Ken Goldstein, MPPA

Ken Goldstein has been working in nonprofits and local government agencies from Santa Cruz, to Sacramento, and back to Silicon Valley, since 1989. He's been staff, volunteer, board member, executive director, and, since 2003, a consultant to local nonprofit organizations. For more on Ken's background, click here. If you are interested in retaining Ken's services, you may contact him at ken at

Saturday, May 30, 2020

The Virtual Interim ED

A few weeks ago I began a new consulting gig as the Interim Executive Director of the Friends of Oakland Animal Services (FOAS).

No big new thing there. I've taken Interim ED assignments half a dozen times before. But I've not taken an assignment like this during a time of official Shelter-in-Place orders (but, really, who has?).

Previously, the only "virtual" consulting I've done has been limited to very short engagements. A few conversations, and advice, dispensed by phone or email. I've also been conducting my Basic Grant Proposal Writing course online, but again, for each student, it's a limited amount of contact and a few messages exchanged while they complete the class.

This is an entirely new adventure, with my work - at least to start - being conducted entirely online, via email, phone, and a seeming endless number of Zoom and Google Meet video calls. It's a very different experience, having staff that I've never in person, and building relationships with them, and with my Board members.

Hopefully, it won't be too many more weeks before the Shelter-in-Place restrictions in the Bay Area ease to the point where we can meet "in real life," but even after that, it won't be a daily thing. This is a small organization, with no actual office space. They mostly worked remotely already. When shelter-in-place ends, many of our regular meetings may be in person, but the bulk of the work will still be done remotely.

At FOAS, our work is changing along with the rest of the world during this global pandemic. We will find ways to transform the organization that will be stronger and even more successful than before shelter-in-place. This is a new and different way for me to be an Interim ED, but the challenge is exciting, and I'm looking forward to seeing what develops.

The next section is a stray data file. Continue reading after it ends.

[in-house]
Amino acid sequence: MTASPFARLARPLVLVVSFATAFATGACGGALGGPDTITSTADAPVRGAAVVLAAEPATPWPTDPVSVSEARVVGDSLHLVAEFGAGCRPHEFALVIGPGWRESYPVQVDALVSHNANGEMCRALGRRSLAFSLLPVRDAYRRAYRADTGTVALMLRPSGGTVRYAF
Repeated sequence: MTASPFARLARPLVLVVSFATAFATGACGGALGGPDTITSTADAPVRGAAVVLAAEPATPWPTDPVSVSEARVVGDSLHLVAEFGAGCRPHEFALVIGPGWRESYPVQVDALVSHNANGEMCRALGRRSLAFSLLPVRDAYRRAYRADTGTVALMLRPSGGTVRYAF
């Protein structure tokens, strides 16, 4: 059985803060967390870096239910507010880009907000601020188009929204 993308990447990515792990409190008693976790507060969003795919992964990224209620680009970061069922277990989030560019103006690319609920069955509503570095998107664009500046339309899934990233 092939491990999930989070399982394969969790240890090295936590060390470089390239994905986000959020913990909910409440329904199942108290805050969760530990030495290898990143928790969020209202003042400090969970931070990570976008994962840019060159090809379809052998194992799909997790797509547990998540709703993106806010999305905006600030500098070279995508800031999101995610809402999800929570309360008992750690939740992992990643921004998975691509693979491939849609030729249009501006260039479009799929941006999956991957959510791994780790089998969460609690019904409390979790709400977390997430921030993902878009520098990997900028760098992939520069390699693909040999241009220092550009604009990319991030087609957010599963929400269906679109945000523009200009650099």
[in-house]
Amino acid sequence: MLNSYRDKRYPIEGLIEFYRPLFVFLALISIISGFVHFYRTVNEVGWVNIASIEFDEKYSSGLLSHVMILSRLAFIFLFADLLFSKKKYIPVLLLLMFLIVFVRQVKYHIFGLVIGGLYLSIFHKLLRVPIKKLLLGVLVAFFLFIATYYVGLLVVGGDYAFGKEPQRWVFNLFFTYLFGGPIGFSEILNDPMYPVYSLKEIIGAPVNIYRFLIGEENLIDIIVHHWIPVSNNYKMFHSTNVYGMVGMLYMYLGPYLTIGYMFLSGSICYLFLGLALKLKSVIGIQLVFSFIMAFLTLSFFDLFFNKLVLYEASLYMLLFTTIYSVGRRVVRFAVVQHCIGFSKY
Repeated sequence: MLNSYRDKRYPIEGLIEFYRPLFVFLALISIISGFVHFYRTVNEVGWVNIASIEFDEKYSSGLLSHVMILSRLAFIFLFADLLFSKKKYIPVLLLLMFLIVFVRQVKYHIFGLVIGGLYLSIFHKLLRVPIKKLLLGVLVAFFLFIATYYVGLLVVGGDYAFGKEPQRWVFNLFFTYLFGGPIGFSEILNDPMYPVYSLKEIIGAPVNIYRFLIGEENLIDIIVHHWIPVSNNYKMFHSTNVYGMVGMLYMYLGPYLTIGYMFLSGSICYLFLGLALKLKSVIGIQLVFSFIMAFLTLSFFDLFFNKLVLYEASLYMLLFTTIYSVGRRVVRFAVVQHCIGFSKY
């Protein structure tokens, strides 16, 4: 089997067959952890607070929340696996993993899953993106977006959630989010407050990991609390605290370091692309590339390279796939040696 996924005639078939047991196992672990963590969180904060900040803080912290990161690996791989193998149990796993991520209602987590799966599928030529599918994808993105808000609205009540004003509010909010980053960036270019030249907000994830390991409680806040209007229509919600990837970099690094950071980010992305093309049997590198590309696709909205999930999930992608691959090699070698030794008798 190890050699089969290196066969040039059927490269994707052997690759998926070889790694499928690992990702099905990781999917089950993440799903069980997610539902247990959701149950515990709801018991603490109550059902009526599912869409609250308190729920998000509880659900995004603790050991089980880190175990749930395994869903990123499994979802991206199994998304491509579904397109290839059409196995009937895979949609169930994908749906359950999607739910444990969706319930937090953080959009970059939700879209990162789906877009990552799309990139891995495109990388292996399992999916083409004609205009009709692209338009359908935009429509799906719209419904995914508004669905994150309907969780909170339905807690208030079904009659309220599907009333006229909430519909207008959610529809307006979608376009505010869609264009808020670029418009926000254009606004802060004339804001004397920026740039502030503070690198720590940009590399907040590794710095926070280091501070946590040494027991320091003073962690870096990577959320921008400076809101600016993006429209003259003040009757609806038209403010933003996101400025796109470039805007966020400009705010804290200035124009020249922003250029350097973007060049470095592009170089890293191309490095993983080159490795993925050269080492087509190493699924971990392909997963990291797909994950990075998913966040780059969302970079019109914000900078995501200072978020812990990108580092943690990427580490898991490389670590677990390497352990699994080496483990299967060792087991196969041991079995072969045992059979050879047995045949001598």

Monday, May 04, 2020

Budgeting for Bequests

One thing about shelter-in-place; I’ve been going through notes and files and finding half-written ideas for blog posts that never made it here.

One such germ of a post began with a question from another website (I’ve lost the link, not sure where the conversation started), “Do Bequest gifts to your organization at least total seven to nine percent of all charitable gift dollars each year? That’s the national average.”

My response (now edited for posting):

Bequests may be 7-9% of overall charitable giving, but it’s wrong to assume that it’s an “average” that organizations should shoot for. That’s an overall figure for the sector, including organizations large and small. And including religious orders and nonprofit universities, which are “typical” (as dangerous a word as “average”) bequest recipients.

This made me wonder if there’s a better way to come up with a nonprofits' target bequest expectations. Rather than bequests’ overall ranking, maybe it would be more appropriate to look at it in relation to individual giving? After all, bequests are simply the final gift of the individual donors who we've properly stewarded for many years.

So, if individuals are about 74% of overall national giving, compared to bequests being about 8% (changes slightly year-to-year, but roughly the about that), then we’d say bequests, overall, are about 11% of individual giving.

Then, an organization could see if they’re doing well on bequests using that 11% of individuals figure.

IE: If individuals are 50% of your income, bequests “should be” 5.5%. If individuals are 25% of your income, bequests “should be” 2.75%. If individuals are 85% of your income, bequests “should be” 9%. IF that were a good benchmark.

Reality, however, includes many other factors. Do your donors skew older or younger? It seems likely that if you have older donors, you may be expecting more bequests. What is your average donor turn-over? Do you retain a high percentage of donors each year? Organizations that retain more donors, rather than churn them over, may be more likely to have higher bequests.

In the end, even when donors notify us that they’ve included us in their wills, bequests are never a “pledge” that you can count on. They will nearly always be unexpected, and are not something you can put in your budget. And, as they are frequently larger amounts, it may be that your board will designate them for an endowment.

Bottom line: Encourage planned giving. Be grateful for the bequests that do come in (and make it through probate). But don’t plan for them, and don’t fall into a trap of trying to benchmark where you “should be” in bequests.